But what really marks the book — and in a lot of ways, what makes it great — is Sonada’s downright fetishistic attention to detail. It’s not just on the hosiery, either, although the fact that he never passes up a chance for an upskirt shot makes it abundantly clear that he slaves over those particular details as well. It’s the exhaustive research that goes into the guns guns and cars around which the series revolves. Nobody drives a car in Gunsmith Cats, they drive a 1967 Shelby Cobra GT500 or a BMW 2002. Nobody uses a gun, they use a 9mm CZ75 or a .45 Colt Lawman with a 4″ Bull Barrel. And Sonada draws them all with a staggering amount of accuracy.
Of course, that level of attention to detail occasionally gets in the way. As much as it’s in character for Rally, a professional gunsmith with an orgasmic attachment to firearms, to spent a whole hell of a lot of time talking about the pistols she’s selling…
…it stretches things a bit when people start critiquing each other’s choice of sidearm during a shootout. Admittedly, I’ve never actually been in a shootout, but I have sincere doubts that the parties involved usually spend a good amount of time debating whether a smaller grip is worth the tradeoff in magazine capacity.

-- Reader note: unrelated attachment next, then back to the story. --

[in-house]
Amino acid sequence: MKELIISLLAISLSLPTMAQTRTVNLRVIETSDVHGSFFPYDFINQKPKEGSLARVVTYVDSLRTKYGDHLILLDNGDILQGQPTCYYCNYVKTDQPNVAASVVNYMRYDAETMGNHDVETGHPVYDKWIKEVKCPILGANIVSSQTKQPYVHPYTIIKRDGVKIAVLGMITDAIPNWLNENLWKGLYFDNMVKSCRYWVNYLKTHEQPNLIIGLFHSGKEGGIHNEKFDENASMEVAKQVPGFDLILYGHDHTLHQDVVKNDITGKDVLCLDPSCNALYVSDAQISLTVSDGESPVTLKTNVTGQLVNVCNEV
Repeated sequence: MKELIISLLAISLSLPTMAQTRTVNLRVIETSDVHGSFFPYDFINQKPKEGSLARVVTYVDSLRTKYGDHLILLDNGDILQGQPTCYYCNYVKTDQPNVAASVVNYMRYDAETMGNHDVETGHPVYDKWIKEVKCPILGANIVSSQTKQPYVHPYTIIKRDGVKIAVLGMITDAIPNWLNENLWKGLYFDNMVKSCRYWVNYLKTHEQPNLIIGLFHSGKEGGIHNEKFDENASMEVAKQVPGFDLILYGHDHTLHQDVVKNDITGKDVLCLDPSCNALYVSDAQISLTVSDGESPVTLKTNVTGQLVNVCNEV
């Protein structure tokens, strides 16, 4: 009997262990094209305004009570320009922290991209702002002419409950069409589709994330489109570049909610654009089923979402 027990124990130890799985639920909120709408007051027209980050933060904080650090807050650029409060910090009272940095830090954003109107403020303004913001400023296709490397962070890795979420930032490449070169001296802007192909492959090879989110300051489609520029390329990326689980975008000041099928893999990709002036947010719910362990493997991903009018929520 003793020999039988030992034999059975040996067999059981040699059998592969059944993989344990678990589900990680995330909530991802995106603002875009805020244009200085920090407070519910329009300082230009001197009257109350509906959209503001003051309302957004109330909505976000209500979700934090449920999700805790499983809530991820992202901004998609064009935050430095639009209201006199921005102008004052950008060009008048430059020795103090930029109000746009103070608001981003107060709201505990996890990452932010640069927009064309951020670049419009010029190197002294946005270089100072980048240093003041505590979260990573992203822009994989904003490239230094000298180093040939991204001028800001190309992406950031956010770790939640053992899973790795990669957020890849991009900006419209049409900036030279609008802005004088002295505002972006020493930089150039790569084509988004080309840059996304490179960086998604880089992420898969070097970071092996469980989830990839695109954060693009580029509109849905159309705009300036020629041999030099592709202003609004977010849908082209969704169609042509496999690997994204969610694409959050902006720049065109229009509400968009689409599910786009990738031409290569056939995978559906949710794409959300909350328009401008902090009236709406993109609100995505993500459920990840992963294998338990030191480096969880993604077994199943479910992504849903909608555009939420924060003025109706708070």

But at the same time, that’s kinda what I love about this book. I mean, I’m a guy who loves Punisher Armory, a comic book published by Marvel that was pretty much nothing but 32 full-page advertisements for guns, knives and body armor as narrated by one of their most popular characters every month. As much as I’m leery of them in real life — the result of a childhood spent reading Batman comics, I’m sure — I find guns to be pretty fascinating, and getting information about how they work mixed in with a big action story is a pretty good way to go about it.
No kidding: if you ever hear some guy at a comic book or anime convention opining on how walnut is unquestionably the best wood for pistol grips, I will guarantee you he learned that from GSC.
Plus, the fact that Sonada strives for realism (or at least a semi-plausible action movie facsimile thereof) makes it absolutely fantastic whenever Bean Bandit shows up.
Bean, alias Road Buster, is an earlier creation of Sonada’s; Gunsmith Cats is actually a spin-off, with Rally Vincent created as a bounty hunter trying to track him down. He’s a transporter, and probably one of the most over-the-top action characters ever created.
Seriously, this dude is like the Dolemite of manga, always punching through bulletproof glass, cutting shotguns in half with a pocketknife, or catching a rocket-propelled grenade bare-handed while driving down a highway at 200 miles per hour in his custom-built car.
He then threw it back at the guys who shot it at him, at which time everyone exploded.
Every time he shows up in a story that’s even slightly based on reality, it’s like Chev Chelios from Crank kicked his way through a wall and busted into an episode of Law & Order. He’s great.